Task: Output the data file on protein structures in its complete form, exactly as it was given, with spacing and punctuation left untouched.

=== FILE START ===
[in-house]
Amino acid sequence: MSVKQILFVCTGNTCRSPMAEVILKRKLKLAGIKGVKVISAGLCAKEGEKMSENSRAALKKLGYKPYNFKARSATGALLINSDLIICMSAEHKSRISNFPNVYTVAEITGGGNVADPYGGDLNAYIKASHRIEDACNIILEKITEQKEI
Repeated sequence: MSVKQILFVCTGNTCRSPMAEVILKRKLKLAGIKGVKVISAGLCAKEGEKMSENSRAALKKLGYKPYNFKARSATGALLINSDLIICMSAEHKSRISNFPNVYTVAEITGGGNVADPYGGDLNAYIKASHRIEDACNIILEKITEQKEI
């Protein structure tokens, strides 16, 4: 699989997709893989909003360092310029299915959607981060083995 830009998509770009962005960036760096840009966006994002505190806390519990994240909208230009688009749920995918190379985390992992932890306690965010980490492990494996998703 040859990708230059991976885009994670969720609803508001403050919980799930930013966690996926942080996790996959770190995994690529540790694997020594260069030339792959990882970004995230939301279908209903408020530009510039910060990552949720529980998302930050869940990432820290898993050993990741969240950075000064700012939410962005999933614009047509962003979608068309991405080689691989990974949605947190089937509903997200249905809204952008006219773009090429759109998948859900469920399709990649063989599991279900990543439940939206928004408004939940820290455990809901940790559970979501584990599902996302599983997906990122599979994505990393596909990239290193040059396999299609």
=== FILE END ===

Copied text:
[in-house]
Amino acid sequence: MSVKQILFVCTGNTCRSPMAEVILKRKLKLAGIKGVKVISAGLCAKEGEKMSENSRAALKKLGYKPYNFKARSATGALLINSDLIICMSAEHKSRISNFPNVYTVAEITGGGNVADPYGGDLNAYIKASHRIEDACNIILEKITEQKEI
Repeated sequence: MSVKQILFVCTGNTCRSPMAEVILKRKLKLAGIKGVKVISAGLCAKEGEKMSENSRAALKKLGYKPYNFKARSATGALLINSDLIICMSAEHKSRISNFPNVYTVAEITGGGNVADPYGGDLNAYIKASHRIEDACNIILEKITEQKEI
């Protein structure tokens, strides 16, 4: 699989997709893989909003360092310029299915959607981060083995 830009998509770009962005960036760096840009966006994002505190806390519990994240909208230009688009749920995918190379985390992992932890306690965010980490492990494996998703 040859990708230059991976885009994670969720609803508001403050919980799930930013966690996926942080996790996959770190995994690529540790694997020594260069030339792959990882970004995230939301279908209903408020530009510039910060990552949720529980998302930050869940990432820290898993050993990741969240950075000064700012939410962005999933614009047509962003979608068309991405080689691989990974949605947190089937509903997200249905809204952008006219773009090429759109998948859900469920399709990649063989599991279900990543439940939206928004408004939940820290455990809901940790559970979501584990599902996302599983997906990122599979994505990393596909990239290193040059396999299609």